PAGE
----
Join Date: Apr 2006
Thanked 248 Times in 243 Posts
Rep Power: 15
Re: Electric Conversion log for Kahleesea
" I just need a semi-clever way to connect the engine mains to the bus bar for the pack."
Easy. Get to a city where they have theatrical performances, or outdoor "sound and light" shows, and find a theatrical lighting supply house. Theatrical lighting uses heavy plugs, a hundred amps at 220 volts is a rounding error for them. Any professional electrical supply house should be able to turn up the same type of plugs. Some are twist-lock, some simply plug together, your choice. Won't be cheap--but they are doing the job every day.
I don't argue that the ABYC standards are often a good guide. But. If anyone is interested in boating safety, or electrical safety, ABYC is a poor excuse. They are a trade group, not regulators, and their standards are only OPTIONALLY accepted and required by various trade group members, boat builders, and insurers, correct?
I'd call that a trade guild, and their real purpose is...to fund themselves.
I know it costs money to develop and publish standards, but since the average Joe has to ante up what, six hundred bucks? To get the ABYC standards? That ain't happening, and anyone who says "Oh, well, you just have to pay that much to learn how to do it safely" is preaching to an odd choir.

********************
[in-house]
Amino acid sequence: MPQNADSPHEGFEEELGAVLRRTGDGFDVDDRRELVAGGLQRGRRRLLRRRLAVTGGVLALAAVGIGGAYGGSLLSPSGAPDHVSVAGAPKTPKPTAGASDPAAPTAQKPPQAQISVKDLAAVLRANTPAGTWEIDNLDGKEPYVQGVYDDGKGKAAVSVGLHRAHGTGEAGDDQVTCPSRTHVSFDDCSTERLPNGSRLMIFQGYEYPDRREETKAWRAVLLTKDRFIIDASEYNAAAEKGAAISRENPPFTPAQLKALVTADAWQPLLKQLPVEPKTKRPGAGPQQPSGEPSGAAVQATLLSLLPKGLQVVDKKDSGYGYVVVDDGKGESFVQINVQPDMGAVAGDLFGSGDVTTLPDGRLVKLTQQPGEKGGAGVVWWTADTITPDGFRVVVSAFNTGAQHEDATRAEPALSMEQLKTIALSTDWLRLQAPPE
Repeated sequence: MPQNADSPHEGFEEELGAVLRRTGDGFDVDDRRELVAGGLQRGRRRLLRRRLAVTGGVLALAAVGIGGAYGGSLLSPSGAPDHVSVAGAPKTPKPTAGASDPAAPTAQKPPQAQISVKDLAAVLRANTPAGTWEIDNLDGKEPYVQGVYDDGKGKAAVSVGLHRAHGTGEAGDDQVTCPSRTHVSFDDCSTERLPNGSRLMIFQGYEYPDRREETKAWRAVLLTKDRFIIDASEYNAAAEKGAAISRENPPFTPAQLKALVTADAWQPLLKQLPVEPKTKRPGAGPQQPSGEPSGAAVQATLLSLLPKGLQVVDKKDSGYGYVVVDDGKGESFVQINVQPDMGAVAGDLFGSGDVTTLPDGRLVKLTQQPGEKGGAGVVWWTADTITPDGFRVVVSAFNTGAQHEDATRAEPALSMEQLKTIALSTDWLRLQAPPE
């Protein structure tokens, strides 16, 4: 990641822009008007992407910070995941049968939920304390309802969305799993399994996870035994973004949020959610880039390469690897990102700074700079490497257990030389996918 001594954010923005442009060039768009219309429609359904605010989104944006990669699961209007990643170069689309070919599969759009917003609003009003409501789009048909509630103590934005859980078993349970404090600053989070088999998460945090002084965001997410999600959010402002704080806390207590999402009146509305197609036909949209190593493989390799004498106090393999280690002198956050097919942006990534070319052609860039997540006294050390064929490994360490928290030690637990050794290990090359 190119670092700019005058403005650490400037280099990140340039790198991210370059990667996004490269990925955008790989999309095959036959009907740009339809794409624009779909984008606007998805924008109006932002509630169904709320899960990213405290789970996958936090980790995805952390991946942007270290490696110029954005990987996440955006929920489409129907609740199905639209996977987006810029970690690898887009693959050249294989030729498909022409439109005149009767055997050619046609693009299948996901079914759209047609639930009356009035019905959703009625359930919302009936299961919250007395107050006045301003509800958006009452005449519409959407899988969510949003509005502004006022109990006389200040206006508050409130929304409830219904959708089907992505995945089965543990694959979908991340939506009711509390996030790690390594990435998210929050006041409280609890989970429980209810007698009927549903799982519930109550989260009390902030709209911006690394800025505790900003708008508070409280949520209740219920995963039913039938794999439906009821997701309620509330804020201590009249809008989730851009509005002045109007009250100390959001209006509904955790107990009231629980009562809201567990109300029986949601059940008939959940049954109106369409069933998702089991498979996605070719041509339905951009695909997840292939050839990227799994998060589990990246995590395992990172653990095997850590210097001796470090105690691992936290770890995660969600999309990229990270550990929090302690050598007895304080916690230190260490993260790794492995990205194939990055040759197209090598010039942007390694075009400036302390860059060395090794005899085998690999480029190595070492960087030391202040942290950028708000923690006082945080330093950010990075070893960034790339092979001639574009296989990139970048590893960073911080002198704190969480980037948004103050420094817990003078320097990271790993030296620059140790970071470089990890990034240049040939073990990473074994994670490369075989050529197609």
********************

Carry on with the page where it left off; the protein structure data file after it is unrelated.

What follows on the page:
There has to be a reasonably priced (let's say, fifty bucks like any good hardcover these days, or better yet, free online like the IRS rules and so much else) set of standards to follow. And if I can't buy them for less, I'll expect my library to have a reference copy that I can use. So, nothing personal, but helix the ABYC, there are so many good books written by so many good authors. When the ABYC shows some interest in promoting boating safety rather than being a private club (just like Mar-y-Largo, sure, anyone can buy in) let us know.
Heck, even the US Army and Navy used to make all of their technical training manuals available cheap from the GPO and free online. And the USN knows how to make a point. They used to have some rather blunt photos online, in their DC power training, that showed a sailor's hand, with his ring finger traumatically amputated. Yeah, his wedding ring grounded a wrench that was on a battery terminal. He wasn't following USN standards. And they don't follow ABYC.(G)